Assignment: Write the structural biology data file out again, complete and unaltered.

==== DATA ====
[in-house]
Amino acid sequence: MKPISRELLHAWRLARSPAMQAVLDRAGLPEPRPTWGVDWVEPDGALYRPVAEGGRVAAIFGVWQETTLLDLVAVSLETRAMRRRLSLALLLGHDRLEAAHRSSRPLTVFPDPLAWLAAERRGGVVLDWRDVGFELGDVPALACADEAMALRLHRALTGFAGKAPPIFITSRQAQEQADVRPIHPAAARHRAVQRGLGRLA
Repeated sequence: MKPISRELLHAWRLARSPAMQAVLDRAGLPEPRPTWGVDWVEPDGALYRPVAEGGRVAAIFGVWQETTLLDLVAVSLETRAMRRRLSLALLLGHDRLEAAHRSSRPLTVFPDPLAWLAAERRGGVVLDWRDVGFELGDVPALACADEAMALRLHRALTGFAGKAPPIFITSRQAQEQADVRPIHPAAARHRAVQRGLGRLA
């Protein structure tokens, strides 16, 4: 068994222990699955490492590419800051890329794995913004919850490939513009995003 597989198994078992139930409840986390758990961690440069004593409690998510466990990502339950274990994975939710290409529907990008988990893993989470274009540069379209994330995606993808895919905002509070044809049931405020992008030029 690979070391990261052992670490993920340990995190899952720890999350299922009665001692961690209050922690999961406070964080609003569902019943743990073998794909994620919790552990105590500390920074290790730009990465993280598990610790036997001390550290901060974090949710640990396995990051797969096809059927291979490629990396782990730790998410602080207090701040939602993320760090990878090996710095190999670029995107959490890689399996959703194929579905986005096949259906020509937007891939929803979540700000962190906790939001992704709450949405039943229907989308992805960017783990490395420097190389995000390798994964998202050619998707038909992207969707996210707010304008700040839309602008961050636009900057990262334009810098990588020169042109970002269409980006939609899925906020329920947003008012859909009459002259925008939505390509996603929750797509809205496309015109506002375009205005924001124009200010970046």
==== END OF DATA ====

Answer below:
[in-house]
Amino acid sequence: MKPISRELLHAWRLARSPAMQAVLDRAGLPEPRPTWGVDWVEPDGALYRPVAEGGRVAAIFGVWQETTLLDLVAVSLETRAMRRRLSLALLLGHDRLEAAHRSSRPLTVFPDPLAWLAAERRGGVVLDWRDVGFELGDVPALACADEAMALRLHRALTGFAGKAPPIFITSRQAQEQADVRPIHPAAARHRAVQRGLGRLA
Repeated sequence: MKPISRELLHAWRLARSPAMQAVLDRAGLPEPRPTWGVDWVEPDGALYRPVAEGGRVAAIFGVWQETTLLDLVAVSLETRAMRRRLSLALLLGHDRLEAAHRSSRPLTVFPDPLAWLAAERRGGVVLDWRDVGFELGDVPALACADEAMALRLHRALTGFAGKAPPIFITSRQAQEQADVRPIHPAAARHRAVQRGLGRLA
């Protein structure tokens, strides 16, 4: 068994222990699955490492590419800051890329794995913004919850490939513009995003 597989198994078992139930409840986390758990961690440069004593409690998510466990990502339950274990994975939710290409529907990008988990893993989470274009540069379209994330995606993808895919905002509070044809049931405020992008030029 690979070391990261052992670490993920340990995190899952720890999350299922009665001692961690209050922690999961406070964080609003569902019943743990073998794909994620919790552990105590500390920074290790730009990465993280598990610790036997001390550290901060974090949710640990396995990051797969096809059927291979490629990396782990730790998410602080207090701040939602993320760090990878090996710095190999670029995107959490890689399996959703194929579905986005096949259906020509937007891939929803979540700000962190906790939001992704709450949405039943229907989308992805960017783990490395420097190389995000390798994964998202050619998707038909992207969707996210707010304008700040839309602008961050636009900057990262334009810098990588020169042109970002269409980006939609899925906020329920947003008012859909009459002259925008939505390509996603929750797509809205496309015109506002375009205005924001124009200010970046």